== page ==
Thinking your way to a better life

Thinking your way to a better life (Luciano Lozano, Getty photo illustration / April 24, 2012)

"Life's slings and arrows" is Harvard-educated neuroscientist Richard J. Davidson's phrase for the events we spend our days ducking, sometimes unsuccessfully.

Losing out on that promotion. Getting dumped. Navigating a cocktail party of boors (or bores). The stuff that conspires to keep us in a foul mood, despite our best intentions.

And Davidson argues that our response to such events — and even to full-on tragedies, such as the death of a loved one — is as much a part of our identity as our fingerprints.

"Each of us is a color-wheel combination of the resilience, outlook, social intuition, self-awareness, context and attention dimensions of emotional style," he writes in his new book, "The Emotional Life of Your Brain" (Hudson Street Press), "a unique blend that describes how you perceive the world and react to it, how you engage with others and how you navigate the obstacle course of life."

Unlike our fingerprints, though, our emotional style can be altered. "We have the power," Davidson contends, "to live our lives and train our brains in ways that will shift where we fall on each of the six dimensions of emotional style."

That may sound more like your yoga instructor than a guy who has spent the past three decades studying brain chemistry. But study brain chemistry he does, which makes his findings all the more compelling. (And he did spend three months during graduate school in India and Sri Lanka studying meditation, therefore he's entitled to sound a little like a yogi.)

So, the six dimensions. Davidson, a professor of psychology and psychiatry at the University of Wisconsin-Madison, identifies them as such, based on activity he has identified in specific brain circuits:

Resilience: How slowly or quickly you recover from adversity.

Outlook: How long you are able to sustain positive emotion.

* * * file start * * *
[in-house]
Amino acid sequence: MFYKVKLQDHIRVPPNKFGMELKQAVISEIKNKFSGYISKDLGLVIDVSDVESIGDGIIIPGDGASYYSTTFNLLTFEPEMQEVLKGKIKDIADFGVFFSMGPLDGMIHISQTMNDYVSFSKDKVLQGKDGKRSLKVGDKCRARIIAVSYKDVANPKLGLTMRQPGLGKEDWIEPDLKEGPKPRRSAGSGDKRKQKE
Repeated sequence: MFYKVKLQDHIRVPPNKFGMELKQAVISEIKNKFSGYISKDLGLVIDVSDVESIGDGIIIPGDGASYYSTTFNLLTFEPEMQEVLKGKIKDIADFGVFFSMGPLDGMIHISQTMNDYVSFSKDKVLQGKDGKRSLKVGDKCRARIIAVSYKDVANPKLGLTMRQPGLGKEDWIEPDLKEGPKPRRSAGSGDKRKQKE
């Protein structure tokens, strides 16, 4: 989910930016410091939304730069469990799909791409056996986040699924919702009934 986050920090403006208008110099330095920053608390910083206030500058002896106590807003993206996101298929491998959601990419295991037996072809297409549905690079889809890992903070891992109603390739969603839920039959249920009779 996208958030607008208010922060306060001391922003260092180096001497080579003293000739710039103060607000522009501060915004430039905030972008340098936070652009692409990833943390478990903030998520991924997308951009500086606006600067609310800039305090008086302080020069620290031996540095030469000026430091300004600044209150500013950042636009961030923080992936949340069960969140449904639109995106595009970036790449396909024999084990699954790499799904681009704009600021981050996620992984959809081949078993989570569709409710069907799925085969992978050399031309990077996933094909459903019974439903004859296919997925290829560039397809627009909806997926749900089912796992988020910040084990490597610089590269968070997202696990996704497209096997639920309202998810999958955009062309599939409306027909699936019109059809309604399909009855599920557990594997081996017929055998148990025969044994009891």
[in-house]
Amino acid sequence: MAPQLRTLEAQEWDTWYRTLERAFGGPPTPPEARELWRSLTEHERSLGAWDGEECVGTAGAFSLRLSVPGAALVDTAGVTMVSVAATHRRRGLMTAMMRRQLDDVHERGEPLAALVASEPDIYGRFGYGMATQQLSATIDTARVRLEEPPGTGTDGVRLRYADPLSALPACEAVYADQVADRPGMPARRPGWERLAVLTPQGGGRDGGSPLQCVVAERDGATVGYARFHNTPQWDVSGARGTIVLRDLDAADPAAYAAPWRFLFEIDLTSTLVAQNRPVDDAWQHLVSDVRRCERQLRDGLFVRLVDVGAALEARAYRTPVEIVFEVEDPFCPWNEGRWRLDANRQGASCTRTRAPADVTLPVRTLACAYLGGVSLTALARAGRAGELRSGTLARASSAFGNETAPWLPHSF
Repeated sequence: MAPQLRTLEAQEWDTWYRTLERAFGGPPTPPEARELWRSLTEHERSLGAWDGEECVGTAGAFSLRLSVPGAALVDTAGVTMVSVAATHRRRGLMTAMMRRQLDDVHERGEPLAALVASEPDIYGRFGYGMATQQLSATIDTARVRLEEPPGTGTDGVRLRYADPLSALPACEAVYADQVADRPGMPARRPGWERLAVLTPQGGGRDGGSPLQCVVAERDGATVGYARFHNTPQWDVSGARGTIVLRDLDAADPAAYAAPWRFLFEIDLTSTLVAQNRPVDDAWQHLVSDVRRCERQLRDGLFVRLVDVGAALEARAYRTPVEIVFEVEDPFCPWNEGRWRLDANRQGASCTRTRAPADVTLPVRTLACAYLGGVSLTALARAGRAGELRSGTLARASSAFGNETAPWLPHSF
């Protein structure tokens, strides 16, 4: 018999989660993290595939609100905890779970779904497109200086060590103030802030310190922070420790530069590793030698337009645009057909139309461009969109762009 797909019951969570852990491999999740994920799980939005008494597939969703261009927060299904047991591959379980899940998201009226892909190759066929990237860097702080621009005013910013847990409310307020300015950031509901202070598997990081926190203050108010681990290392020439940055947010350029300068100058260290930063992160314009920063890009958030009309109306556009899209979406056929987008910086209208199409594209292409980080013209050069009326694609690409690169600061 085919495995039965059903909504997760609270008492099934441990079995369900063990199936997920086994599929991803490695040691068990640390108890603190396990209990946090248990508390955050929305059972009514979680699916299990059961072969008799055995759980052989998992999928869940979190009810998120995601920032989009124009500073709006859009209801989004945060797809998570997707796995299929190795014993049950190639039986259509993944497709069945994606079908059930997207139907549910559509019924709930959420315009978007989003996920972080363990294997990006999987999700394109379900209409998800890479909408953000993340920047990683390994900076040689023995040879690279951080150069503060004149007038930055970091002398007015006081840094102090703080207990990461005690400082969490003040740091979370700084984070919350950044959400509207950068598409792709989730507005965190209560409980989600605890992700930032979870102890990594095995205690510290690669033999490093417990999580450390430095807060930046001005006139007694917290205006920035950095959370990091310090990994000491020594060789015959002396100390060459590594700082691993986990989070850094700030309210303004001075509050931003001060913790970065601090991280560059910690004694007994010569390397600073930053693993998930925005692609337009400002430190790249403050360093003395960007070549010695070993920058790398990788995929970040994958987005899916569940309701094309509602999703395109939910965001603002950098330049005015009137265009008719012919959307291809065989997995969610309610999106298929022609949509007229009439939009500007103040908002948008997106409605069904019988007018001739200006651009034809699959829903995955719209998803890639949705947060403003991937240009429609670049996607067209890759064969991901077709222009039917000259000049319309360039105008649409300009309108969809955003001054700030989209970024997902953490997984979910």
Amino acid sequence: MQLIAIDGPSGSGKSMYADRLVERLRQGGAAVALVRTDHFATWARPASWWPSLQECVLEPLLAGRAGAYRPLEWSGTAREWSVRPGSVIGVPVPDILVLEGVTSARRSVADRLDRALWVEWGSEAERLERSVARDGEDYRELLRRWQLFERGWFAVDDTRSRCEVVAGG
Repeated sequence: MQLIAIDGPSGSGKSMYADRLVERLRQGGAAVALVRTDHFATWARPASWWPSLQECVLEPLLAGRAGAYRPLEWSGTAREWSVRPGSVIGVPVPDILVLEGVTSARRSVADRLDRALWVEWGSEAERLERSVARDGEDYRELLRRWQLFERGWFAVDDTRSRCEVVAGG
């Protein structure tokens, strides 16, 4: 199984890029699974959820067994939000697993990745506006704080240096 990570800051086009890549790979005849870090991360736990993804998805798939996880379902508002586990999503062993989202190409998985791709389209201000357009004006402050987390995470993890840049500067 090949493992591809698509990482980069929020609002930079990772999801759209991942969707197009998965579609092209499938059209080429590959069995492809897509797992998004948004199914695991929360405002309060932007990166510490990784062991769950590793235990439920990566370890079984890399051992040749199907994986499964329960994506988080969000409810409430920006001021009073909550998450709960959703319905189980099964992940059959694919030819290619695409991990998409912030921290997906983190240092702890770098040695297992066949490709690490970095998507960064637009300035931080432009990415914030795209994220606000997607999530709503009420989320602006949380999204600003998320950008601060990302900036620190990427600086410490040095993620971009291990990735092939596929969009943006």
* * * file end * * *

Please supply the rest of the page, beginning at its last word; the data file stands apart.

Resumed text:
Social intuition: How adept you are at picking up social signals from the people around you.

Self-awareness: How well you perceive bodily feelings that reflect emotions.

Sensitivity to context: How good you are at regulating your emotional responses to take into account the social context you find yourself in.

Attention: How sharp and clear your focus is.

The book offers exercises to help assess your emotional style, mostly from true-or-false statements. ("When I go to a museum or attend a concert, the first few minutes are really enjoyable, but it doesn't last." "Often, when someone asks me why I am so angry or sad, I respond or think to myself, 'But I'm not!'")

Answers yield a score that places you on a spectrum for each of the six dimensions. Scoring 1 in resilience, for example, means "fast to recover"; a 10 indicates "slow to recover."

"There's no single optimal emotional style," Davidson said. "Emotional diversity is crucial for the successful operation of society. It's good, for example, that we have people who prefer to interact with machines over people.

"Neither end of the spectrum is necessarily better or worse than its opposite."

Still, he contends, certain emotional styles make it harder to lead a meaningful, productive life. Which inspires both the bad news and the good news from the book. A person who is self-opaque in the self-awareness department, puzzled in the social intuition department and unfocused in the attention department will likely struggle at dinner parties. (Bad news.) But, according to his findings, the brain is malleable enough to kick your scores up or down each spectrum a few notches, paving the way for future social success. (Good news!)

"It's best to regard your emotional well-being as a skill that can be trained," he says. "In many ways, it's no different than learning to play the violin. If you practice, you'll get better."